Saturday, May 21, 2016
‘Kimchi diplomacy’ – Establishing diplomatic relations through full stomachs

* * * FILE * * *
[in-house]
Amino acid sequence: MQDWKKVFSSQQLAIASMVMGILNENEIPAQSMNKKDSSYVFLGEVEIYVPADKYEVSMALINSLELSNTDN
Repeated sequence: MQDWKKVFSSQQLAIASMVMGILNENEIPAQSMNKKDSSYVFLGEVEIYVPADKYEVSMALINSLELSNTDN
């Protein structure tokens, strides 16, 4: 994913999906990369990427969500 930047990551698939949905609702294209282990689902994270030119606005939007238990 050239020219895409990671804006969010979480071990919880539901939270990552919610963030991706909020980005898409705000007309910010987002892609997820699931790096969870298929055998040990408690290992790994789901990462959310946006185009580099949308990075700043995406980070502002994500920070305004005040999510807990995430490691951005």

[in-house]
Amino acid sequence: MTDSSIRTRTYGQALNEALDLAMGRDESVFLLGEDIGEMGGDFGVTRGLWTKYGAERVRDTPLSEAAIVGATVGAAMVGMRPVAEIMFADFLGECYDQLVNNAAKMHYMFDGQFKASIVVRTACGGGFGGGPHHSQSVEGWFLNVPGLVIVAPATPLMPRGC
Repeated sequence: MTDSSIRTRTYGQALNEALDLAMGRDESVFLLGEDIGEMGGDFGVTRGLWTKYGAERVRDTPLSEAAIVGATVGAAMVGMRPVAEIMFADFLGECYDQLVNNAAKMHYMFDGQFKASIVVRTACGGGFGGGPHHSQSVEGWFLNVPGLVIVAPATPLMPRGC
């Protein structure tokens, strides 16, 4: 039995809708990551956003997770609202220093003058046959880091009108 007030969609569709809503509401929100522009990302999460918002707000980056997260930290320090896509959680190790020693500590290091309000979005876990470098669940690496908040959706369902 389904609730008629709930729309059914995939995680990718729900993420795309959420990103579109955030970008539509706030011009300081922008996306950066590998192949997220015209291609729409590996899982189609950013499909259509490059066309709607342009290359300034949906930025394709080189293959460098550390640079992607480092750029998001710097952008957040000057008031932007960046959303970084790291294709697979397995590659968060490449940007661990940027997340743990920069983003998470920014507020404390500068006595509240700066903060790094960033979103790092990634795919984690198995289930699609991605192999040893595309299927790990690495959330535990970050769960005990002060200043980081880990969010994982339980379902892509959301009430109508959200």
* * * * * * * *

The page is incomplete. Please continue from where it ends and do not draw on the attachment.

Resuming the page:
Gastrodiplomacy is a fairly new element of cultural diplomacy within the field of public diplomacy. The aim of gastrodiplomacy is to use food to communicate and engage with global publics and attempting to create emotional connections by winning the hearts and minds through culinary pleasures (Rockover [sic -- JB], 2014: 13). Additionally gastrodiplomacy is utilised as a tool for nation branding by using a nation’s traditional food cuisines and cultures to create or enhance a more positive global image of the country as a whole (Ruddy, 2014: 29). Indeed, as Hillary Clinton has claimed food to be “the oldest form of diplomacy” (ibid.: 29), it is only plausible that positive culinary experiences and reputations would perhaps be the one of the most effective ways to enhance a nation’s image. Among other East Asian countries that have adopted gastrodiplomacy as a part of their diplomatic ‘artillery’, South Korea has been particularly dedicated on using the approach to promote the country’s image. In 2009 South Korea launched a multi-million dollar campaign labelled ‘Korean Cuisine to the World’, which aimed to exponentially increase the number of Korean restaurants around the world by funding international culinary classes involved with Korean cooking, as well as supporting domestic students by granting scholarships for attending food festivals and culinary schools around the world (CPD, 2015). The diplomatic value of this culinary campaign was truly demonstrated when the First Lady of South Korea at the time of the launch of the campaign personally cooked a hearty South Korean meal to a group of American veterans who had fought in the Korean War (Moskin, 2009).